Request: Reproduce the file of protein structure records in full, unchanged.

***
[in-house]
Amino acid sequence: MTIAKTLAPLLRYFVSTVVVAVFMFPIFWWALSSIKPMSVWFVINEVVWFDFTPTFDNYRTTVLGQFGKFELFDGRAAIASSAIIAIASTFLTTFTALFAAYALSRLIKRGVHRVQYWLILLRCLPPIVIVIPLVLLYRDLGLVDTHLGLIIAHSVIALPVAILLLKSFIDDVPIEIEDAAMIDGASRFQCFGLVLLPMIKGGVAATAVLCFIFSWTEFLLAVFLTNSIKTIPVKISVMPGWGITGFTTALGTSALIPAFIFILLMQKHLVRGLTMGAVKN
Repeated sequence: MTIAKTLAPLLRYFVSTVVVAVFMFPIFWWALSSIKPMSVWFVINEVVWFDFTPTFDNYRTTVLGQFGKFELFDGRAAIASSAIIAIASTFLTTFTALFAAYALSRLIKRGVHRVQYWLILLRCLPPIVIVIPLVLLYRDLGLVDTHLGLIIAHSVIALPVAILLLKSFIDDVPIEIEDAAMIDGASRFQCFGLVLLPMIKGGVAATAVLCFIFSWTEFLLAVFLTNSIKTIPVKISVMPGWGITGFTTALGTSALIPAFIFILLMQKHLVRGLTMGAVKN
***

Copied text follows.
[in-house]
Amino acid sequence: MTIAKTLAPLLRYFVSTVVVAVFMFPIFWWALSSIKPMSVWFVINEVVWFDFTPTFDNYRTTVLGQFGKFELFDGRAAIASSAIIAIASTFLTTFTALFAAYALSRLIKRGVHRVQYWLILLRCLPPIVIVIPLVLLYRDLGLVDTHLGLIIAHSVIALPVAILLLKSFIDDVPIEIEDAAMIDGASRFQCFGLVLLPMIKGGVAATAVLCFIFSWTEFLLAVFLTNSIKTIPVKISVMPGWGITGFTTALGTSALIPAFIFILLMQKHLVRGLTMGAVKN
Repeated sequence: MTIAKTLAPLLRYFVSTVVVAVFMFPIFWWALSSIKPMSVWFVINEVVWFDFTPTFDNYRTTVLGQFGKFELFDGRAAIASSAIIAIASTFLTTFTALFAAYALSRLIKRGVHRVQYWLILLRCLPPIVIVIPLVLLYRDLGLVDTHLGLIIAHSVIALPVAILLLKSFIDDVPIEIEDAAMIDGASRFQCFGLVLLPMIKGGVAATAVLCFIFSWTEFLLAVFLTNSIKTIPVKISVMPGWGITGFTTALGTSALIPAFIFILLMQKHLVRGLTMGAVKN